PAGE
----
In hindsight, it’s obvious. Switching the ADC reference voltage takes a bit of time, the voltage on the AREF pin cannot change instantaneously. The Atmega48/88/168/328 datasheet recommends to discard the first sample after changing the reference voltage (in paragraph 24.5.2). So I did. But still I got false readings (or rather: my Atmega48A did).
I’m using both the internal 1.1 V reference, and the AVCC. AREF has a capacitor of 100 nF to ground connected to it. AVCC is connected to VCC, and is about 3.4 V.
I measured the voltage on AREF, to see how quickly this changed from AVCC to 1.1 Volt when the reference is switched from AVCC (REFS=01) to internal 1.1V (REFS=11).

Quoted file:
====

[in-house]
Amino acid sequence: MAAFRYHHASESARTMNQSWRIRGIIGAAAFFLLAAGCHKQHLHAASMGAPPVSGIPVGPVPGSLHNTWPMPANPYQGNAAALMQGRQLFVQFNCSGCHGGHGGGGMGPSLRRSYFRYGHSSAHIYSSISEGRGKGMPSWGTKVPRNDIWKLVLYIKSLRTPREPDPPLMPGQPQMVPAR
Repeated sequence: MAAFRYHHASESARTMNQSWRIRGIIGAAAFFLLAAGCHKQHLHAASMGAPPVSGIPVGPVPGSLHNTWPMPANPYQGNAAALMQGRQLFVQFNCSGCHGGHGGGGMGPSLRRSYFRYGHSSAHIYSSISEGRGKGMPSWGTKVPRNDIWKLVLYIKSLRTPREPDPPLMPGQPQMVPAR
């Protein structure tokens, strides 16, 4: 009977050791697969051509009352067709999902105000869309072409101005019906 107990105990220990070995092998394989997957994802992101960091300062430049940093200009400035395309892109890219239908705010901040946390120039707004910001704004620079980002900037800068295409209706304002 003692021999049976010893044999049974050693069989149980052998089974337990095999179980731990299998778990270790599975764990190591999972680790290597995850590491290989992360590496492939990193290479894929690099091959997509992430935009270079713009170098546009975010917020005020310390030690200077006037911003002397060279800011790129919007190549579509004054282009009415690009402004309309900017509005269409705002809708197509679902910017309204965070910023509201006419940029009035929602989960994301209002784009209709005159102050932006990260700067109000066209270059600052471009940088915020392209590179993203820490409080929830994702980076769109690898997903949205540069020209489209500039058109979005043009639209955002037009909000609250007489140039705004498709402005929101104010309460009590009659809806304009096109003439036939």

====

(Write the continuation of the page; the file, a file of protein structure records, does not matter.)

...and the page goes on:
Turns out AREF did not reach 1.1 V at all, no wonder my ADC result was inaccurate! (Also: changing from 1.1 V to AVCC is a lot quicker.)
Based on the oscillogram above, AREF drops about a volt in about a millisecond (and raises a lot quicker). Waiting a few (10-ish) milliseconds between the first (‘discard this one’) and next (‘use this one instead’) ADC samples indeed gave a usable reading.
Guess I should have asked my rubber ducky, because at first I was looking at issues with clock switching, but a simple test project with only the ADC revealed that all the other distracting bits like clock prescaler changes or interrupts had nothing to do with it, and it is simply a matter of the internal reference not sinking (or sourcing) infinite current into a certain capacitance. It just needed a bit more time.